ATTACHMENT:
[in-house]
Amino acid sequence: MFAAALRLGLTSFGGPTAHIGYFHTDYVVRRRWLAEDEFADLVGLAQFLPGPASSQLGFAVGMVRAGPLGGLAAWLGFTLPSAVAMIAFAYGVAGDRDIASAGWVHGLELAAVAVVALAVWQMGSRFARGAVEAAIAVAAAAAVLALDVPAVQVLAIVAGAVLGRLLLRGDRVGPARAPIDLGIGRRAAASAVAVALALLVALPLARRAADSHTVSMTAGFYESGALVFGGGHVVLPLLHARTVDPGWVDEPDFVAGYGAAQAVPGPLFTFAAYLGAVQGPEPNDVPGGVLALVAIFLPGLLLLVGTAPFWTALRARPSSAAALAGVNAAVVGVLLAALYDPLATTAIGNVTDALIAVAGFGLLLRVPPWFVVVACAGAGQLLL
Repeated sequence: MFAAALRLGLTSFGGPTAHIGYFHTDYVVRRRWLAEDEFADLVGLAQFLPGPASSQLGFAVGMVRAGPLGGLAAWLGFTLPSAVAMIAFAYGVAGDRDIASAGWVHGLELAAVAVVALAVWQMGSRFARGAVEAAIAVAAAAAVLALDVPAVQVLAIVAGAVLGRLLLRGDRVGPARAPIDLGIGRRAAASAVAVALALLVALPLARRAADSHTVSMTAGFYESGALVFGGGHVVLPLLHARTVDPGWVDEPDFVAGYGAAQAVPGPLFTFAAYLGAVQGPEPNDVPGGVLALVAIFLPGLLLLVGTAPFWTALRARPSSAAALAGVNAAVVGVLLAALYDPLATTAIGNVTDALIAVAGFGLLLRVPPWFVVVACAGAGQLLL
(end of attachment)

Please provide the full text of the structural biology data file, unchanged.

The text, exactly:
[in-house]
Amino acid sequence: MFAAALRLGLTSFGGPTAHIGYFHTDYVVRRRWLAEDEFADLVGLAQFLPGPASSQLGFAVGMVRAGPLGGLAAWLGFTLPSAVAMIAFAYGVAGDRDIASAGWVHGLELAAVAVVALAVWQMGSRFARGAVEAAIAVAAAAAVLALDVPAVQVLAIVAGAVLGRLLLRGDRVGPARAPIDLGIGRRAAASAVAVALALLVALPLARRAADSHTVSMTAGFYESGALVFGGGHVVLPLLHARTVDPGWVDEPDFVAGYGAAQAVPGPLFTFAAYLGAVQGPEPNDVPGGVLALVAIFLPGLLLLVGTAPFWTALRARPSSAAALAGVNAAVVGVLLAALYDPLATTAIGNVTDALIAVAGFGLLLRVPPWFVVVACAGAGQLLL
Repeated sequence: MFAAALRLGLTSFGGPTAHIGYFHTDYVVRRRWLAEDEFADLVGLAQFLPGPASSQLGFAVGMVRAGPLGGLAAWLGFTLPSAVAMIAFAYGVAGDRDIASAGWVHGLELAAVAVVALAVWQMGSRFARGAVEAAIAVAAAAAVLALDVPAVQVLAIVAGAVLGRLLLRGDRVGPARAPIDLGIGRRAAASAVAVALALLVALPLARRAADSHTVSMTAGFYESGALVFGGGHVVLPLLHARTVDPGWVDEPDFVAGYGAAQAVPGPLFTFAAYLGAVQGPEPNDVPGGVLALVAIFLPGLLLLVGTAPFWTALRARPSSAAALAGVNAAVVGVLLAALYDPLATTAIGNVTDALIAVAGFGLLLRVPPWFVVVACAGAGQLLL